And yet, here I am, twenty-nine years old and working as a babysitter. Actually, I usually call myself a nanny. But that's just semantics. The fact is, I spend every day pushing a stroller to the park, wiping sticky faces, putting kids in time out, reading Berenstein Bears books, and painting acorns. And most of the time I really love it, but I also spend a lot of time wondering what got me here and whether or not I'm really doing what God wants me to be doing with my life. Honestly, I don't know for sure.
Between that first babysitting job and now, I've done a lot. I finished elementary, middle, and high school. I went to BYU and graduated with an English degree (insert disparaging remark about English majors here). I worked lots of jobs during college, including a stint at Walmart, one at Toys R Us, and a job at the LDS motion picture studio archive. That last one was pretty cool. I was also a TA for a religion professor and an editor for BYU Independent Study. I really love editing. I struggled a lot in college until I decided to go into it, so I'm only half joking when I say that grammar and punctuation saved my life--or at least my GPA and my mental health.
Oddly enough, I never considered writing. I thought writers were weird and narcissistic and I got annoyed by how their eyes lit up when they were talking about their latest story ideas. I'm not sure if I was jealous of their creativity or what. I do know that I only took one creative writing class ever. It was my last semester at BYU and I enrolled in the class so that I would have a better idea of how authors felt when I was working as their editor.
It was while I was in that class that I was offered a job at Cedar Fort. I loved working there. I loved the people I worked with, weird and narcissistic authors included. I loved creating books. I loved seeing the whole process. I even loved the deadlines.
But I did not love Utah. I tried. I bought a house there, in hopes that I could love it more. And the house helped, but . . . I missed home. I know not everyone understands the appeal of California, so I won't try to explain my choice by telling you about the gorgeous winter weather and the year-round hiking on lovely rolling hills and the fact that the beach is only an hour away. I won't even mention San Francisco and its unique history and culture and vibrancy.
I will say that my family lives here. And that was a major factor in my decision.
I think if I were married and starting a family of my own, like most people my age, it might not matter so much to me if I lived far away from my family. I don't know that for sure, but I assume I'd be able to satisfy that family craving with my hypothetical husband and kids. As it stands, my parents and siblings are the only family I have. (Not counting my grandparents, aunts, uncles, and 54 first cousins with their spouses and kids.) I missed being able to hang out with them. My youngest brother was only three when in left for BYU. I don't regret moving home and getting to know him.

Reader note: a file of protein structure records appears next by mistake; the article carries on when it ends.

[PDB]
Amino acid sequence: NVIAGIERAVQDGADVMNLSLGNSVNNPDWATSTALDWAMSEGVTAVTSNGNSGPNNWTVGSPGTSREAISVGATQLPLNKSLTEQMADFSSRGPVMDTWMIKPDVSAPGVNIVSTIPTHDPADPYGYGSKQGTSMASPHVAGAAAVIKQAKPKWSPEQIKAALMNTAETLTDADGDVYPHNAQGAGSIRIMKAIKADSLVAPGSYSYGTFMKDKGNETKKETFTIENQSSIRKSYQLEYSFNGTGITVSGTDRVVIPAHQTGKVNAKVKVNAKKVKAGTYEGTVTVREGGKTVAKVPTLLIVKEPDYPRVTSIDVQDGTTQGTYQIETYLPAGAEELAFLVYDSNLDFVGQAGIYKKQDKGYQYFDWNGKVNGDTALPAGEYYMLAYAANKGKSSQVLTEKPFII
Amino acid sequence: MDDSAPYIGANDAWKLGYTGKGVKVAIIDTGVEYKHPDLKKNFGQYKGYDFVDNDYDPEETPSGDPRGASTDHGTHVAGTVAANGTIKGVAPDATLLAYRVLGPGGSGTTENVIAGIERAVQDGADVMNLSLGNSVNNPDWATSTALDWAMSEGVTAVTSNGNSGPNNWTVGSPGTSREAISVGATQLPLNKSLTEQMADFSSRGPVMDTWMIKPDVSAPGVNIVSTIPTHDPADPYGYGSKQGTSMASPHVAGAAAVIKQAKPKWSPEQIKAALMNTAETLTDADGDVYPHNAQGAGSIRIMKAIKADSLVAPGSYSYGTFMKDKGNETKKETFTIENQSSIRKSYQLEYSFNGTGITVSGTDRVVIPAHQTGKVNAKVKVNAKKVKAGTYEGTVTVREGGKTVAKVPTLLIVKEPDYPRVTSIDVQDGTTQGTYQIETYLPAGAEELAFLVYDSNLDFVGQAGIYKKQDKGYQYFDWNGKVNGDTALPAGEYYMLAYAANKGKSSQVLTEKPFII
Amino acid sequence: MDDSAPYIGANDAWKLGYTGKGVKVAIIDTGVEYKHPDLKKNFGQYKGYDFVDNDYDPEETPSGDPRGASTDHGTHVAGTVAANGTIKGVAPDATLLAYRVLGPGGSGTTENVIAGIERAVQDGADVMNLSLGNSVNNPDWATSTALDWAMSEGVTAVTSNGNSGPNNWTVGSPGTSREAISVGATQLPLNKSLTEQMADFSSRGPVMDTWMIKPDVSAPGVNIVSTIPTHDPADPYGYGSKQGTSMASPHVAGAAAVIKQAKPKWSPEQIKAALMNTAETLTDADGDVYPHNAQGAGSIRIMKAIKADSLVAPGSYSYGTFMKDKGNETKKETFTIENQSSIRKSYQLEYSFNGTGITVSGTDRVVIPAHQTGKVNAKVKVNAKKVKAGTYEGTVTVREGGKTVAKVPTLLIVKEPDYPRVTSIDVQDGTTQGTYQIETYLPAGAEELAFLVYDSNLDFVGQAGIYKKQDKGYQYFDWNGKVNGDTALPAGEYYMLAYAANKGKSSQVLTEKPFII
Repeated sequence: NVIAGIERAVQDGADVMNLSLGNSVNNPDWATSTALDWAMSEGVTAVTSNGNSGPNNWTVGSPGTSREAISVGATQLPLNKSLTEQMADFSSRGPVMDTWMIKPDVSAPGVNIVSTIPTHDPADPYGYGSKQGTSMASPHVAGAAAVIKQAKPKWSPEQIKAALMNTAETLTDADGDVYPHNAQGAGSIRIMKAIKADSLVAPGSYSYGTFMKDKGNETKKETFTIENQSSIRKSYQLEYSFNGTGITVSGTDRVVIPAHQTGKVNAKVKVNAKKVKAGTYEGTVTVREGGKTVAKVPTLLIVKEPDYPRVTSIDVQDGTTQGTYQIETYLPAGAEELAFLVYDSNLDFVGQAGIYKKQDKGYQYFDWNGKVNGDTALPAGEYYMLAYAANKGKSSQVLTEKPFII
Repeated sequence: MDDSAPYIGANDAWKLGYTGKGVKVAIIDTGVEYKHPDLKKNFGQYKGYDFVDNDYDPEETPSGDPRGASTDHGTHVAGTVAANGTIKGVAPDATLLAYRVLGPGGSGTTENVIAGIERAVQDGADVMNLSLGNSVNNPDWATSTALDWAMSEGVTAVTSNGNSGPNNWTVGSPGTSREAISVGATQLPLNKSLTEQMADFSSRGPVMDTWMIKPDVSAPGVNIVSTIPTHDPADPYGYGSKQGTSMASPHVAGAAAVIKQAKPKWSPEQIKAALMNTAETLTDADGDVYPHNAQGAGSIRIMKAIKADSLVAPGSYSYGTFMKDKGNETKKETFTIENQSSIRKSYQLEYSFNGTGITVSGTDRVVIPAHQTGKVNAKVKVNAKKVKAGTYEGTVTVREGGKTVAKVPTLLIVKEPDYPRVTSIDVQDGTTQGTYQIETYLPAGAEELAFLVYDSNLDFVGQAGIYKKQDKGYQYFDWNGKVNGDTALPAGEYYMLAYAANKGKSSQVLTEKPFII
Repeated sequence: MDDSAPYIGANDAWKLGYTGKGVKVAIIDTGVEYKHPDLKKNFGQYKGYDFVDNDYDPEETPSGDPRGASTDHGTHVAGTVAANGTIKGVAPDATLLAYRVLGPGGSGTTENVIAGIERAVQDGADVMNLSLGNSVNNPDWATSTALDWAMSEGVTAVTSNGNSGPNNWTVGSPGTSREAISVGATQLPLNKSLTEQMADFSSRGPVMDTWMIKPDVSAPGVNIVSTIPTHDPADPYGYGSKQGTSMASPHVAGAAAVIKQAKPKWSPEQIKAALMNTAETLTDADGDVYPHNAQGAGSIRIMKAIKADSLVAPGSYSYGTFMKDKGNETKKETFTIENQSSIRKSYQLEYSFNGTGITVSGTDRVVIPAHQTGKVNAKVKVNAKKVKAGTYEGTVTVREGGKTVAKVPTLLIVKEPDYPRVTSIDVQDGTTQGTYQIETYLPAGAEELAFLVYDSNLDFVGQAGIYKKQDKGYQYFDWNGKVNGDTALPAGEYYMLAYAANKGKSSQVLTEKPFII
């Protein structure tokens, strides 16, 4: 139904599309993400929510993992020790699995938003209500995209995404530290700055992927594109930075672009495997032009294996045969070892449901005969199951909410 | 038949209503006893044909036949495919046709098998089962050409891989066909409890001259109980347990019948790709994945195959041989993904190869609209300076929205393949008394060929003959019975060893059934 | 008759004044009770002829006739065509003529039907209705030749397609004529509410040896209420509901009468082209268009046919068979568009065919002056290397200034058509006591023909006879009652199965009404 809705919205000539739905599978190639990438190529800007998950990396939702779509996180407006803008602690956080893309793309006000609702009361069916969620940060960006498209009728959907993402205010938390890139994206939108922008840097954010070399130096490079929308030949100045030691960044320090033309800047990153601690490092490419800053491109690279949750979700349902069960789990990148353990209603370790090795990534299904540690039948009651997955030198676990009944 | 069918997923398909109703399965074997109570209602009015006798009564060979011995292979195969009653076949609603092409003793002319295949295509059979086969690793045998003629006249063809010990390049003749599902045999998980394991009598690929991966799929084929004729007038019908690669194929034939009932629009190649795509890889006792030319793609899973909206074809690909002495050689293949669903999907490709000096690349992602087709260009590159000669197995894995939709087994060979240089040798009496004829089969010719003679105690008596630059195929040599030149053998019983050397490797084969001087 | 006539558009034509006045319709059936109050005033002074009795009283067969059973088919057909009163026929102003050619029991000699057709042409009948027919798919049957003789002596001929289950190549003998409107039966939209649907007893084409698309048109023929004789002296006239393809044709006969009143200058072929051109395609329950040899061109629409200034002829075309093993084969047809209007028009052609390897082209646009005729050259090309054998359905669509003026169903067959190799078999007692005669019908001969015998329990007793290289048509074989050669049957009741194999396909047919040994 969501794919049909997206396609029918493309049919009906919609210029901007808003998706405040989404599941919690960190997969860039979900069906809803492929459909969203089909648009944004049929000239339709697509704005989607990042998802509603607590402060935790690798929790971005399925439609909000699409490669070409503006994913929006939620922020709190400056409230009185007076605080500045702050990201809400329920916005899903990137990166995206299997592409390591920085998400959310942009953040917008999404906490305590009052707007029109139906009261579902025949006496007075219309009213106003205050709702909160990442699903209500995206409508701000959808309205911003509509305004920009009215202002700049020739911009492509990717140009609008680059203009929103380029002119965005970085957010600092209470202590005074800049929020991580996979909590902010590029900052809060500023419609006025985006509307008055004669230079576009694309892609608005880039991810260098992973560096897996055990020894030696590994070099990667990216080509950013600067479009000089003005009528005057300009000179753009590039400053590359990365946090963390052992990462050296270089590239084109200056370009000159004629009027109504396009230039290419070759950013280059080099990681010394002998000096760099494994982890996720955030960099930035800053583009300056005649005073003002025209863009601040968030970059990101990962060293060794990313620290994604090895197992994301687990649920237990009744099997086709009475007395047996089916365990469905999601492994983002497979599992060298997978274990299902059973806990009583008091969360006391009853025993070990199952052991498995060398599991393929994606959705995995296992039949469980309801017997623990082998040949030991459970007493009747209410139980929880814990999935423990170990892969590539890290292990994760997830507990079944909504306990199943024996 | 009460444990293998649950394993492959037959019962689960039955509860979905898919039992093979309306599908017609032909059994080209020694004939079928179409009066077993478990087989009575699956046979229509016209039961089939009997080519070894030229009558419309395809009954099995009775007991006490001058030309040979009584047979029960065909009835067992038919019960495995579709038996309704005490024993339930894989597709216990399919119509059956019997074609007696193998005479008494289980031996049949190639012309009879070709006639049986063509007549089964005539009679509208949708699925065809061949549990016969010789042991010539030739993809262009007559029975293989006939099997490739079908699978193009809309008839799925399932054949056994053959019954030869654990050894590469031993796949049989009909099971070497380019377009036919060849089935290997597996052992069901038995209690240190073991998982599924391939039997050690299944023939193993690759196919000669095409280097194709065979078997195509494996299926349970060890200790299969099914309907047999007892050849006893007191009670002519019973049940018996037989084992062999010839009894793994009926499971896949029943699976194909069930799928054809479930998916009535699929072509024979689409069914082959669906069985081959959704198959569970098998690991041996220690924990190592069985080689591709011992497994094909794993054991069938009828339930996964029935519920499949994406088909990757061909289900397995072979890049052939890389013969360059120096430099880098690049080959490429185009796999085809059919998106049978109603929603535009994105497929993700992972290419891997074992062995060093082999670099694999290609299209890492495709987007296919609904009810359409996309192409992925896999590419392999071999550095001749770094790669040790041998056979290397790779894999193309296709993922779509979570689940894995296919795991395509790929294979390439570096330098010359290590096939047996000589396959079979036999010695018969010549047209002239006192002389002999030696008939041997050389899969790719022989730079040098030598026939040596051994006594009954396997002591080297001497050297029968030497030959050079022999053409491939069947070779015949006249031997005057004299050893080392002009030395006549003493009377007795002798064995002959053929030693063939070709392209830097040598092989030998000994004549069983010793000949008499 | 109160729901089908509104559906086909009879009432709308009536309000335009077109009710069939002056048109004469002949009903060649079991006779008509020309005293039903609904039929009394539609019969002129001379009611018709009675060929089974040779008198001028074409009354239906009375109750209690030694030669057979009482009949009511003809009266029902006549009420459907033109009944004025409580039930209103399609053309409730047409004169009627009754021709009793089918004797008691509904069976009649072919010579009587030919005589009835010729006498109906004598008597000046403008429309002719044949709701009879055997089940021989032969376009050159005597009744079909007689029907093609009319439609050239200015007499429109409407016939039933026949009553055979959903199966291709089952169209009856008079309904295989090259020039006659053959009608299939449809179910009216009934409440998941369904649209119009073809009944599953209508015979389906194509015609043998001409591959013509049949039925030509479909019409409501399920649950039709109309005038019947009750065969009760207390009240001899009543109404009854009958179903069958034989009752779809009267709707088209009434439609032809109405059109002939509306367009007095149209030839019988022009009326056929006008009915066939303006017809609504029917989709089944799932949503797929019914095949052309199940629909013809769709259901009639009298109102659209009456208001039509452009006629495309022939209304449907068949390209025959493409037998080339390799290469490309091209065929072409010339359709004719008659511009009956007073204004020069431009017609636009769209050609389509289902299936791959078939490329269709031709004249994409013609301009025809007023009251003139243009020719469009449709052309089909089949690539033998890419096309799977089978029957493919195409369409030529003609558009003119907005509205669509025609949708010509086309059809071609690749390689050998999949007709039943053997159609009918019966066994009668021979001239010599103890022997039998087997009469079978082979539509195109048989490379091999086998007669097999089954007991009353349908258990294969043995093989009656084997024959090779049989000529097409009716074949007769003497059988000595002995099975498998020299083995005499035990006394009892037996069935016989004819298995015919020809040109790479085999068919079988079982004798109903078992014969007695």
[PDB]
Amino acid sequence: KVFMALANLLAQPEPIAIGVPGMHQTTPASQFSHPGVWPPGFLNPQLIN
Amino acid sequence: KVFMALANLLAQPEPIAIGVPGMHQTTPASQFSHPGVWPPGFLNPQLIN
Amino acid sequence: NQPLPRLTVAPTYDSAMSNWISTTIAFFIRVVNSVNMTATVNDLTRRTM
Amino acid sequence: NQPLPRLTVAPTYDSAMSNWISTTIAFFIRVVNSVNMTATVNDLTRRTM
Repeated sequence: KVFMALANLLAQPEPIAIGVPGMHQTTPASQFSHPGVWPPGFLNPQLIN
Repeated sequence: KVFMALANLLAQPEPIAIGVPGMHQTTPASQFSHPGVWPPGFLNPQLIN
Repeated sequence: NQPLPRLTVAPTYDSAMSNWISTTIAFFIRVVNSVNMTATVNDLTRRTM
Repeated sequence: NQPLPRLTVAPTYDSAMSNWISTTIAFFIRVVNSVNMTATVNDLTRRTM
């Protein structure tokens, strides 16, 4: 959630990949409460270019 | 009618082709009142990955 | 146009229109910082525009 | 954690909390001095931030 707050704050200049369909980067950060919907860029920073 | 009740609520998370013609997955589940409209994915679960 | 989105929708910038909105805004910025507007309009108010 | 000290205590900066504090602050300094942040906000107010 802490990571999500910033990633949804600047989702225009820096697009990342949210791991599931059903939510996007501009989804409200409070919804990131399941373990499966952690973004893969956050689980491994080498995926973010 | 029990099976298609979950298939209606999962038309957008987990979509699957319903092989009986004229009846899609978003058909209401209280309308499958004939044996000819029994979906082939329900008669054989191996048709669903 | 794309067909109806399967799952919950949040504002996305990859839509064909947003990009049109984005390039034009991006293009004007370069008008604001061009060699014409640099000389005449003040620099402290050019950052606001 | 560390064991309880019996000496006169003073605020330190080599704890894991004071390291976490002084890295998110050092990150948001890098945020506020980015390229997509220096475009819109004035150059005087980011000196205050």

Also, I get really attached to places. I'm not sure why that is. But it's comforting to me to know that if I wanted to right now, I could drive to the park where I played as a kid and it would still be there. And not just that place but lots of others: my high school, the house I lived in when I read the Anne of Green Gables series, the trail where we used to take Sunday walks as a family, and the street I would ride my bike to when I wanted to run away. Sometimes just being in a certain place is the only thing that can make me feel okay.
Well, this post has turned awfully tangential. My apologies. Back on track...
So I moved home, thinking I would stay here for awhile and then go teach English abroad. Only I fell in love with this place. As you can tell by my rambling, I'm still in love with it. But I needed to find work here so I could stay and feel like a productive member of society. Not to mention the fact that it is crazy expensive to live here and I knew that living at home with my parents was not a permanent option for me. I'm not judging those who do it. I just need my independence.
So I applied for some editing jobs. A few. I was hesitant because the idea of working in an office was not appealing. And in the meantime, during my job hunt, I babysat to earn a little extra money. Until one day I realized that babysitting was a valid option. Sure it doesn't require a college degree, but it pays well enough around here for me to live on my own, as long as I'm careful with my money, and I am. And it's so fantastically flexible! I get to arrange my schedule so that I have time to work at the temple, be a freelance editor, write books, be a seminary teacher, spend lots of time outside, and go on vacations with my family.
Yes, there are some downsides too, but that's true of any job.
In short, I don't know if I'll do it forever, but for now, for me, babysitting is what I do. It's what I love. It's what I'm good at. It fits me.
And I think my Heavenly Father approves of my choice.
Ugh. So much talking about myself. I promise to make my next post way more light and way less personal.
Remember that part when I didn't mention how close I live to the beach?